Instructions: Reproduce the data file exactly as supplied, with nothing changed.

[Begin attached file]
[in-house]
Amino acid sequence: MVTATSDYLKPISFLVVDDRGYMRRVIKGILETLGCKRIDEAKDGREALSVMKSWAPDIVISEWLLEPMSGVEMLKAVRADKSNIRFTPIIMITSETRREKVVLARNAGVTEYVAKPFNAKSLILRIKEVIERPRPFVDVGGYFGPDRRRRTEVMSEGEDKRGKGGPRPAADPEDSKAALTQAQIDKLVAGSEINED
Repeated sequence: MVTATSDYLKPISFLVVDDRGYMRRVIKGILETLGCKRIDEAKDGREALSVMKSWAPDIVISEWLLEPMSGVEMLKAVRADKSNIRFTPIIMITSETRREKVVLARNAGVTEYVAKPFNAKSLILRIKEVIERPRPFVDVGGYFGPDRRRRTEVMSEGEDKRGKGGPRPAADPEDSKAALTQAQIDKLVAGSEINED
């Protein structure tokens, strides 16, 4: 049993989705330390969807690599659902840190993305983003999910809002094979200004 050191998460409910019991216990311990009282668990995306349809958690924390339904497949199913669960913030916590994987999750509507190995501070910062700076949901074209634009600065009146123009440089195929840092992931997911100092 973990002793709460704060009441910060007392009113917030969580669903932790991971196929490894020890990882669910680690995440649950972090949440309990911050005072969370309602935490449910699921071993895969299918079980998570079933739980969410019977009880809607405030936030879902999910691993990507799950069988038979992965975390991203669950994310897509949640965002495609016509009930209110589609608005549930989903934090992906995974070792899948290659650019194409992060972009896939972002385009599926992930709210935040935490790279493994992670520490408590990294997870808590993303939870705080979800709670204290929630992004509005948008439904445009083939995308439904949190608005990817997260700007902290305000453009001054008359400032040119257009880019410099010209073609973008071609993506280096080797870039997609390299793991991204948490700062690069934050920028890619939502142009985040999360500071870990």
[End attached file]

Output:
[in-house]
Amino acid sequence: MVTATSDYLKPISFLVVDDRGYMRRVIKGILETLGCKRIDEAKDGREALSVMKSWAPDIVISEWLLEPMSGVEMLKAVRADKSNIRFTPIIMITSETRREKVVLARNAGVTEYVAKPFNAKSLILRIKEVIERPRPFVDVGGYFGPDRRRRTEVMSEGEDKRGKGGPRPAADPEDSKAALTQAQIDKLVAGSEINED
Repeated sequence: MVTATSDYLKPISFLVVDDRGYMRRVIKGILETLGCKRIDEAKDGREALSVMKSWAPDIVISEWLLEPMSGVEMLKAVRADKSNIRFTPIIMITSETRREKVVLARNAGVTEYVAKPFNAKSLILRIKEVIERPRPFVDVGGYFGPDRRRRTEVMSEGEDKRGKGGPRPAADPEDSKAALTQAQIDKLVAGSEINED
């Protein structure tokens, strides 16, 4: 049993989705330390969807690599659902840190993305983003999910809002094979200004 050191998460409910019991216990311990009282668990995306349809958690924390339904497949199913669960913030916590994987999750509507190995501070910062700076949901074209634009600065009146123009440089195929840092992931997911100092 973990002793709460704060009441910060007392009113917030969580669903932790991971196929490894020890990882669910680690995440649950972090949440309990911050005072969370309602935490449910699921071993895969299918079980998570079933739980969410019977009880809607405030936030879902999910691993990507799950069988038979992965975390991203669950994310897509949640965002495609016509009930209110589609608005549930989903934090992906995974070792899948290659650019194409992060972009896939972002385009599926992930709210935040935490790279493994992670520490408590990294997870808590993303939870705080979800709670204290929630992004509005948008439904445009083939995308439904949190608005990817997260700007902290305000453009001054008359400032040119257009880019410099010209073609973008071609993506280096080797870039997609390299793991991204948490700062690069934050920028890619939502142009985040999360500071870990």